With an exponential increase in data being generated, stored and shared online, the issue of data security no longer belongs to IT alone. Software and application developers have been put on notice along with business owners and legal teams worldwide to not only maintain data privacy but to build more secure products. There’s no easy solution. However, there are resources readily available for devs to build security into the fabric of their products. One is called OpenTDF, an open source project that lets you integrate encryption and data policy controls into your new and existing apps to safeguard your data, and the sharing of it, for you as well as your users.
What’s TDF, and Why Should I Use OpenTDF?
TDF, the “trusted data format,” was originally developed by the United States National Security Agency (NSA). It’s an open standard for object-level encryption that keeps data protected and under the data owner’s control, wherever it’s created or shared. TDF includes cryptographically secured metadata that ensures consistent policy control throughout the data life cycle. Picture this: You can grant, revoke or “turn off” data access at any time, even if the data has left your network or application.
OpenTDF is an open source project that evolves the open TDF specification and provides a blueprint for getting started. There are a multitude of example applications that demonstrate the implementation logic, as well as streaming video and IoT use cases.
The OpenTDF project is based on Kubernetes and OCI containers, and there is a quick start guide to get you up and running with a development environment. The quick start process will install supplemental services like Keycloak as well as project-specific services like key access service (KAS) and Abacus (an ABAC front end for configuration and management of attribute-based access control). Once you’ve completed a quick start installation, you’ll have a basic OpenTDF cluster with a Keycloak identity provider, PostgreSQL data store and a single entry point at localhost with an Nginx ingress controller.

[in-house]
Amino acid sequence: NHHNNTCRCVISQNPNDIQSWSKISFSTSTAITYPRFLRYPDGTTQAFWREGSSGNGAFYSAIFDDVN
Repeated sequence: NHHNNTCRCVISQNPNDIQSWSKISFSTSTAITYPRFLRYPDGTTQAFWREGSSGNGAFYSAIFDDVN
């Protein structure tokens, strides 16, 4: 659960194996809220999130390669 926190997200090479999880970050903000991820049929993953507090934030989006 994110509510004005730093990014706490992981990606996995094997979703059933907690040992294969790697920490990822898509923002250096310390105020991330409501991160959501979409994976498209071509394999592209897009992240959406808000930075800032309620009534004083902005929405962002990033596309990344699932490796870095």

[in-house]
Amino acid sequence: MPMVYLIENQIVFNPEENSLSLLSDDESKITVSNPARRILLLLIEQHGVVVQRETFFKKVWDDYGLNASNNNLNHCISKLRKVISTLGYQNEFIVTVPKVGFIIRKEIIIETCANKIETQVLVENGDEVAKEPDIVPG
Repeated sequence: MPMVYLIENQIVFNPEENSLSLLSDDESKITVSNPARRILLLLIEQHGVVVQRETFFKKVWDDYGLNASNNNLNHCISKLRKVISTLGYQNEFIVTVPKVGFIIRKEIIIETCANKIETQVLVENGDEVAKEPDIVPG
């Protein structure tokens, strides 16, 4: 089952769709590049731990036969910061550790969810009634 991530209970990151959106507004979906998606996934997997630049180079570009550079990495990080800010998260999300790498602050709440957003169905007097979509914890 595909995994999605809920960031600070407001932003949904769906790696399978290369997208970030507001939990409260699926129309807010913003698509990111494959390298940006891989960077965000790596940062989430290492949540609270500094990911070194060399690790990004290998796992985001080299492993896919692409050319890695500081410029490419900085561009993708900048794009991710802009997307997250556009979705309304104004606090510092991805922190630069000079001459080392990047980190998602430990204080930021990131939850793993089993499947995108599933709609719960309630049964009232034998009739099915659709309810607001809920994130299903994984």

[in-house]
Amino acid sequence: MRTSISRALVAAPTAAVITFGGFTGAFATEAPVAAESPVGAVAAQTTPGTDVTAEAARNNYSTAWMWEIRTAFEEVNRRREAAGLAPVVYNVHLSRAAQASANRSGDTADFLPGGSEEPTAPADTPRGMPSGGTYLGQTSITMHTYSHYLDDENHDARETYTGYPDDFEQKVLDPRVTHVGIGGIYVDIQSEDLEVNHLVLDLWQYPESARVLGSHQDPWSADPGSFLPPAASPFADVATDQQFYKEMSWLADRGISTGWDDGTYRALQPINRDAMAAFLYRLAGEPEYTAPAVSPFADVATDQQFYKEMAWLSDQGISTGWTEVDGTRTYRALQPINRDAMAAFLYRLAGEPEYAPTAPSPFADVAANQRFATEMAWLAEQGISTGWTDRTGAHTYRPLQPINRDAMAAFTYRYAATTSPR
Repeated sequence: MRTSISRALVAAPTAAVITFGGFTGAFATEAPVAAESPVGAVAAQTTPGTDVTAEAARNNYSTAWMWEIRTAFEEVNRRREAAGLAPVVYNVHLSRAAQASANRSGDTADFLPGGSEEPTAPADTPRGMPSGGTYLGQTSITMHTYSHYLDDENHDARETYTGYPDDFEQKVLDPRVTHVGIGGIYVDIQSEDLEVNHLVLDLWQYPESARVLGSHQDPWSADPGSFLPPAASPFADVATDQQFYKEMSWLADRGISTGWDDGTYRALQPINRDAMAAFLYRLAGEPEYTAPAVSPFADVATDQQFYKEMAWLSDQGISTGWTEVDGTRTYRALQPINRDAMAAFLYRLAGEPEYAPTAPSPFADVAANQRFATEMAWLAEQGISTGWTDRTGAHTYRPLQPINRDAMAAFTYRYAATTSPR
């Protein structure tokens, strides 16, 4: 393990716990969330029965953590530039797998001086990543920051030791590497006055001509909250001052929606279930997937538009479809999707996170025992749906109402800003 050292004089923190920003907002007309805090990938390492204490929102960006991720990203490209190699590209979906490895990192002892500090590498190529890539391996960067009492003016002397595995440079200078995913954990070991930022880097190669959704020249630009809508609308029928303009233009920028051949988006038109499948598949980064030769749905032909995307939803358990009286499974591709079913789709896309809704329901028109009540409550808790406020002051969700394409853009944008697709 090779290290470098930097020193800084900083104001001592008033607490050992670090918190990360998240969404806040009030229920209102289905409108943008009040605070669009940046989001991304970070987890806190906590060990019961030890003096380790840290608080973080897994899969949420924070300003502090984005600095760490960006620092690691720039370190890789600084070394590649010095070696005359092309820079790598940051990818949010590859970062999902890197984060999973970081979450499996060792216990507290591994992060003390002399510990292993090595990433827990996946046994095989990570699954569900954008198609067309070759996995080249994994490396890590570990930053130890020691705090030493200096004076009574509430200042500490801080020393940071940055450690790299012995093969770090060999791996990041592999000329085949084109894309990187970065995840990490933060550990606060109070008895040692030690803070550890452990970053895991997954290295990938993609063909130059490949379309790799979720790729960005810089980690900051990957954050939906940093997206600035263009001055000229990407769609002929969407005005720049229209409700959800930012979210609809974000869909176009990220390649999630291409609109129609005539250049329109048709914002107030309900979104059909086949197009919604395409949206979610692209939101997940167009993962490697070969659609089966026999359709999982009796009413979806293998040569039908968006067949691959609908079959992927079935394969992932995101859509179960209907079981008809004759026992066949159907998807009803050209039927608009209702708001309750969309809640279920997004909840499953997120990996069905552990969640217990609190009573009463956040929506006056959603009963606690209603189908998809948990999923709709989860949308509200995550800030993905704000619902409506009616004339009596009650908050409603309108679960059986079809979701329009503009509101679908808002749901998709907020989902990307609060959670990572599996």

There’s an architectural diagram available on GitHub to see all of the services and service interactions.
Take OpenTDF for a Spin: Secure Remote Storage
Have you ever wondered how to make data access secure and simple? Using OpenTDF, developers can create that experience for their users. Let’s walk through a sample web application that uses OpenTDF to encrypt and upload data to cloud storage.
The application we’ll be using is called OpenTDF Secure Remote Storage. It’s a react-based example that shows developers how to create encrypted data streams. These streams allow you to upload and download files from S3-compatible remote data stores while maintaining data protection. You can even remove encryption if needed.
To make things easy, we’ll be using OpenTDF’s client-web SDK, which authenticates against Keycloak using OpenID Connect (OIDC). Keep in mind that this example runs on your local machine. It’s not designed for cloud or enterprise services.
Prerequisites: You’ll need an S3-compatible storage object, like an Amazon S3 bucket. (You can create one for free here.)